Sunday, August 22, 2010

How sweet it is to be loved by you

 Birthday Cupcake Test
Since BabyT's 1st birthday is coming up next month, I had to find a cupcake recipe without dairy. And for a while we thought she might also be allergic to soy, but we've given her tofu a few times recently to test that and she tolerates it well with none of that telltale redness on her hands and mouth.

However, when I was looking for recipes, we thought she was allergic to both dairy and soy, so I found this simple recipe for Vegan Chocolate Cake. It works really well as cupcakes, and I added a teaspoon of cinnamon just to make it interesting.

I've made them twice now, and they come out great each time. The fascinating thing is that they don't have any dairy or eggs - they just use baking soda and vinegar for leavening.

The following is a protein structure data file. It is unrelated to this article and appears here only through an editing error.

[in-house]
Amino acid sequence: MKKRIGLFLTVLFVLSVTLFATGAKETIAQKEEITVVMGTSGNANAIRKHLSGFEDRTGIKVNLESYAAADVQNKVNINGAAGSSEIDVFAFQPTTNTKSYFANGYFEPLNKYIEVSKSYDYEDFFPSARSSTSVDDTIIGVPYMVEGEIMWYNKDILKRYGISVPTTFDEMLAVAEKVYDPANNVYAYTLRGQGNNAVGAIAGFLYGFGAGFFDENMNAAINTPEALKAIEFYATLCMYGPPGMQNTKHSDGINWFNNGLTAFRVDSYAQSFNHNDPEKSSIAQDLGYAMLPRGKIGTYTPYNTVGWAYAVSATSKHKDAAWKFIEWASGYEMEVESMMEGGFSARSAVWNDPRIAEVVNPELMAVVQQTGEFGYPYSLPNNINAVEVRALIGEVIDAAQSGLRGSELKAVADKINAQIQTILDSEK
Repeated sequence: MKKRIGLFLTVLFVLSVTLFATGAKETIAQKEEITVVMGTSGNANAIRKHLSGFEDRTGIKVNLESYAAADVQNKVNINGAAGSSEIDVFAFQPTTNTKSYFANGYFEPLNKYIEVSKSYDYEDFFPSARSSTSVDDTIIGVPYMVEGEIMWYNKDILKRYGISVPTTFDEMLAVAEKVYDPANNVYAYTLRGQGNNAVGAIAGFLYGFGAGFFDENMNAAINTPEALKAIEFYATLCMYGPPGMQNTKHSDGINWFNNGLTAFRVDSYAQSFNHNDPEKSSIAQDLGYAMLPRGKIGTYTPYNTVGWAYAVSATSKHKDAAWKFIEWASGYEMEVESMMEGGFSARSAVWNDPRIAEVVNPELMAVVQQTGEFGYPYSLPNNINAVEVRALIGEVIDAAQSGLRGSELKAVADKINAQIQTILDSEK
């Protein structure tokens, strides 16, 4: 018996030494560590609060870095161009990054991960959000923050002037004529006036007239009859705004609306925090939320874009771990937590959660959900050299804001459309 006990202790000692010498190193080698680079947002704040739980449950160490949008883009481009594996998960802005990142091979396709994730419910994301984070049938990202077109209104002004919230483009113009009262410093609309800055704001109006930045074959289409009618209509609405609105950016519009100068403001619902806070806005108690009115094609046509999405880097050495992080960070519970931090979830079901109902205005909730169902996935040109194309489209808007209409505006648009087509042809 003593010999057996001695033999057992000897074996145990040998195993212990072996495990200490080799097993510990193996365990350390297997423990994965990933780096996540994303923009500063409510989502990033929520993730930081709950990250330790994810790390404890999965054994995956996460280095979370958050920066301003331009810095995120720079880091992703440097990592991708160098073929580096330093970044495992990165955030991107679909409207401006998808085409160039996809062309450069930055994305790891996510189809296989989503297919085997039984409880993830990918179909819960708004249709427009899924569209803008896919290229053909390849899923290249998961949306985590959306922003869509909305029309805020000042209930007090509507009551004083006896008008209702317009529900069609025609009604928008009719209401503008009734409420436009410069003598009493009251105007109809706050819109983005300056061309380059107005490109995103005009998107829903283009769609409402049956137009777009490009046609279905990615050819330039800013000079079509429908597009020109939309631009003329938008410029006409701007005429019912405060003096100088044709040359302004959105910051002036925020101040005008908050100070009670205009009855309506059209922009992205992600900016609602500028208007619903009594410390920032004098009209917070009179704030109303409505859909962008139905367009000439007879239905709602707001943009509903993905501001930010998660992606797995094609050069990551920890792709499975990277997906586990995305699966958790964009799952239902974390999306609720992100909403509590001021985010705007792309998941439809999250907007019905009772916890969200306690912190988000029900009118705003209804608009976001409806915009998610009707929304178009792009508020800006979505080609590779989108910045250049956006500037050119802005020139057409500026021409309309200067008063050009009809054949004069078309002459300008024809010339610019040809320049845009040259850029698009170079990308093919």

Personally, I don't care for frosting. I like plain cake donuts, and I've asked frou-frou cupcake joints to give me unfrosted cupcakes. But some people think it's heresy to have an unfrosted cupcake so I figured I should research frosting recipes since other people besides BabyT and me are going to eat these birthday cupcakes.

Dairy-free frosting recipes are harder to find. A lot of them use Crisco, which is just gross, or lots of eggs. BabyT is ok with eggs so far, but I didn't want to overload her with a ton of egg whites since they're pretty allergenic. We haven't yet given her a whole egg, though she's definitely had things with egg in them.

So I was quite pleased to find this Vegan Chocolate Frosting recipe. BabyT and I made a trip to Whole Foods to buy the good dark chocolate (Scharffenberger) and grapeseed oil.